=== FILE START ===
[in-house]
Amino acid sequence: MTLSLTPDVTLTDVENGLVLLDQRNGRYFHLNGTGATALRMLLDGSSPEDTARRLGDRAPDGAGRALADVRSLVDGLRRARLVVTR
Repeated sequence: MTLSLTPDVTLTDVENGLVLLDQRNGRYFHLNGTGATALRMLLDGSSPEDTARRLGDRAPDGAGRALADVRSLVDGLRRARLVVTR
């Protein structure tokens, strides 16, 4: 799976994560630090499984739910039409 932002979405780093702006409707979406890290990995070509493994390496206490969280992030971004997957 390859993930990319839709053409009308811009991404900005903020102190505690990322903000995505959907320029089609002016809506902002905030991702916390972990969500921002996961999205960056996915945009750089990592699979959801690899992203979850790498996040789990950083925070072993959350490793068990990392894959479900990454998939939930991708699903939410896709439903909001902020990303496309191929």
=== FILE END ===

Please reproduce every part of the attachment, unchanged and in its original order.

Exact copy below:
[in-house]
Amino acid sequence: MTLSLTPDVTLTDVENGLVLLDQRNGRYFHLNGTGATALRMLLDGSSPEDTARRLGDRAPDGAGRALADVRSLVDGLRRARLVVTR
Repeated sequence: MTLSLTPDVTLTDVENGLVLLDQRNGRYFHLNGTGATALRMLLDGSSPEDTARRLGDRAPDGAGRALADVRSLVDGLRRARLVVTR
């Protein structure tokens, strides 16, 4: 799976994560630090499984739910039409 932002979405780093702006409707979406890290990995070509493994390496206490969280992030971004997957 390859993930990319839709053409009308811009991404900005903020102190505690990322903000995505959907320029089609002016809506902002905030991702916390972990969500921002996961999205960056996915945009750089990592699979959801690899992203979850790498996040789990950083925070072993959350490793068990990392894959479900990454998939939930991708699903939410896709439903909001902020990303496309191929």